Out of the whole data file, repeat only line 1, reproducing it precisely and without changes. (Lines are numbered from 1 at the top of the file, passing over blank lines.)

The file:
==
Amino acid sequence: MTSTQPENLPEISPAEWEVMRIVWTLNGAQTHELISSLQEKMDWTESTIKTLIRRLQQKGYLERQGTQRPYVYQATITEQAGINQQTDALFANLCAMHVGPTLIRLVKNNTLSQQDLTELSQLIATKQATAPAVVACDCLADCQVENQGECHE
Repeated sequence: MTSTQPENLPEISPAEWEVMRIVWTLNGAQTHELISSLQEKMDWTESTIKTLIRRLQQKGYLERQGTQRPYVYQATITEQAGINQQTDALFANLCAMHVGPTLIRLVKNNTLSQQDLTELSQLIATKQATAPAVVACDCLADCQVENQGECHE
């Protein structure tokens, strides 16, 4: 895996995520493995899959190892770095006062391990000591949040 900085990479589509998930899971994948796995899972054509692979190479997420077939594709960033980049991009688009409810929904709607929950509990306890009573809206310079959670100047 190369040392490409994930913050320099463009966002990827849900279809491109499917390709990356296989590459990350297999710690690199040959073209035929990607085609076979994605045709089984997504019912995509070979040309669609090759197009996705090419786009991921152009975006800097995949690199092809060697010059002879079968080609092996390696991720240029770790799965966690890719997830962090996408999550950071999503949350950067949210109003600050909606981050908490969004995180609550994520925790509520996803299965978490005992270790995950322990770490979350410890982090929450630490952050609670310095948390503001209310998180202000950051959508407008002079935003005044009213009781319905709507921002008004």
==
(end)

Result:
Amino acid sequence: MTSTQPENLPEISPAEWEVMRIVWTLNGAQTHELISSLQEKMDWTESTIKTLIRRLQQKGYLERQGTQRPYVYQATITEQAGINQQTDALFANLCAMHVGPTLIRLVKNNTLSQQDLTELSQLIATKQATAPAVVACDCLADCQVENQGECHE